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Weekly AUDIO NEWS for May 9, 2001colored line

Audio & Home Theater Show This Weekend - The annual Stereophile Audio & Home Theater Show takes place in New York City this weekend , May 11 through 13th. Both of the new high-res. audio formats will make a strong showing.

Legal Battles Over Copyright Protection Continue - The Motion Picture Association has launched a lawsuit against a hacker's web magazine which has published the code known as DCSS, which allows breaking into the "digital strongbox" that protects DVDs from being copied. The movie studios want to avoid being "Napsterized" and vow to take this to the Supreme Court if need be. The magazine's publisher Eric Corley feels it is a freedom of speech matter. But controls may be on the increase due to the fact that an increasing part of U.S. economic growth is in the area of copyrighting.

Another View on Downloadable Music - Veteran classical violinist Aaron Rosand shares his thoughts on music on the Internet at www.musicdish.com/mag/?id=3538 Briefly, he talks about his own website where he has offered single tracks of some of his CDs for free and now sells some complete CDs as well. He supports downloadable music on the web if the decision as to whether the material will be free or for sale is left to the individual artists involved. He therefore approves of sites such as MP3.com and Vitaminic.com but not of Napster.com. Rosand feels that offering a taste of free classical music on the web to those who would not otherwise be exposed to it can only be a good thing. He draws an interesting parallel to the Petrillo/AFofM strike in the 1940s which occurred because radio stations had begun to depend on recorded music and were laying off live musicians. A compromise was reached in l948 with establishment of the Music Performance Trust Fund.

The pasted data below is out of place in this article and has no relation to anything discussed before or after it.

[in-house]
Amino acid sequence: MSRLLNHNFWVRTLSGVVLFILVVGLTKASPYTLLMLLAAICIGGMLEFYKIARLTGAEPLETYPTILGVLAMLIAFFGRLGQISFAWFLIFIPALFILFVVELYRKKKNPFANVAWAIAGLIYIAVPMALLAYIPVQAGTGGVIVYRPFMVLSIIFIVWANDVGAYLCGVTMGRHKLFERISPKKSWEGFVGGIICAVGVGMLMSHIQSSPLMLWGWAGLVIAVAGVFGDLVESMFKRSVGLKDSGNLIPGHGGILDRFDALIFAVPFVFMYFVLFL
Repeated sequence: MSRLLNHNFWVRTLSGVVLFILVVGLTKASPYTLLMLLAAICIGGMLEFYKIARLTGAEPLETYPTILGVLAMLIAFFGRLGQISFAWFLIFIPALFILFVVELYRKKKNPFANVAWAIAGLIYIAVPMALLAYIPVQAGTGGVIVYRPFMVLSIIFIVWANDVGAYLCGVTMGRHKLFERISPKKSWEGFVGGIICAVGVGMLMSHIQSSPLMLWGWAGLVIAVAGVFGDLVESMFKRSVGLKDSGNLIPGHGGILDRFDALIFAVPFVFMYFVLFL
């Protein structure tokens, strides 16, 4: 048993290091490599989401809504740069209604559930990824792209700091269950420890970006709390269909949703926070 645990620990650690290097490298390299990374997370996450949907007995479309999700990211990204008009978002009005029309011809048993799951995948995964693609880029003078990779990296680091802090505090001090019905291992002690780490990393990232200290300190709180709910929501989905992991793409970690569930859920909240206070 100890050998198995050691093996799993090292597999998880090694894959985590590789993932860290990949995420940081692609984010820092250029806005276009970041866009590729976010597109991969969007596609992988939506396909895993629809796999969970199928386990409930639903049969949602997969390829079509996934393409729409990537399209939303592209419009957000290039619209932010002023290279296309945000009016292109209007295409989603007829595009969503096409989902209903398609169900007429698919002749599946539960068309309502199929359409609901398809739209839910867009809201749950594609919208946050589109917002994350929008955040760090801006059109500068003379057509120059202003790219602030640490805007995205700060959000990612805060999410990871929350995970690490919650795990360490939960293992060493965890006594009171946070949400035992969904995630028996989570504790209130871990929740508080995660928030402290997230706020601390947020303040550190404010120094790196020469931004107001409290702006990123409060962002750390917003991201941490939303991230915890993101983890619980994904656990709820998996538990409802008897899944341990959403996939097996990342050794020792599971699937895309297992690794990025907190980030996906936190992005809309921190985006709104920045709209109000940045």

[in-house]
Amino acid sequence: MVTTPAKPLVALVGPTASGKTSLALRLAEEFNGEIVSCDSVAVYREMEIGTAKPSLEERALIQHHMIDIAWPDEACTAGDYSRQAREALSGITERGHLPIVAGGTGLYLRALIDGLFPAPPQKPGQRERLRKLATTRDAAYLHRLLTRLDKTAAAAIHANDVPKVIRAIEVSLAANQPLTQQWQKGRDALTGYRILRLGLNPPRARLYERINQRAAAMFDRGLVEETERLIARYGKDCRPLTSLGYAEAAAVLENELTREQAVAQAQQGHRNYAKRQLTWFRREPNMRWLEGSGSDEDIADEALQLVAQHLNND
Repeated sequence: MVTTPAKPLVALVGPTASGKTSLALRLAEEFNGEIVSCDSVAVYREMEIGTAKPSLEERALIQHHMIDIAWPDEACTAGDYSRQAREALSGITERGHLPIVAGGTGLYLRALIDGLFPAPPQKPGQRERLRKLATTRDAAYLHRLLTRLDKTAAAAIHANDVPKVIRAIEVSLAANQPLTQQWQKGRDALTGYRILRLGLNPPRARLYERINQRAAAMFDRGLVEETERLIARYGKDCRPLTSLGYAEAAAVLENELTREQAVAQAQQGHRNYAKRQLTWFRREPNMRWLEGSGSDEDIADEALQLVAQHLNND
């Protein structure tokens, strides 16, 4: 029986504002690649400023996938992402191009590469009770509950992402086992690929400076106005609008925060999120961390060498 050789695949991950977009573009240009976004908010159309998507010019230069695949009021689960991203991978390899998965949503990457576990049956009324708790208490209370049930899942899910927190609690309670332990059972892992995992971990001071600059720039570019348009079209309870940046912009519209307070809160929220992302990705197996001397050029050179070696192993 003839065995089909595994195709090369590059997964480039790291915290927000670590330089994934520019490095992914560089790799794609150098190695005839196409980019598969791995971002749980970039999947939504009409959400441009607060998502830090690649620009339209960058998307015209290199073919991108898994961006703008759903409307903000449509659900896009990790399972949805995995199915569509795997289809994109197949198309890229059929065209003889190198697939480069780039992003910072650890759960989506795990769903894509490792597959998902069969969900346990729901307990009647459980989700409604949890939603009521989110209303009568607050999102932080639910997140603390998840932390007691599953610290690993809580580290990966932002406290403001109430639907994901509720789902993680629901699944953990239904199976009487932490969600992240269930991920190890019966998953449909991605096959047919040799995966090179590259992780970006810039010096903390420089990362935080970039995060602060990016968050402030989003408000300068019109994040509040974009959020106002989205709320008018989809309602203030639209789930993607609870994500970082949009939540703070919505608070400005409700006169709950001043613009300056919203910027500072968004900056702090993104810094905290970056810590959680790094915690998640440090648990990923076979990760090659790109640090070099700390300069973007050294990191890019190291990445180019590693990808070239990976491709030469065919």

- John Sunier

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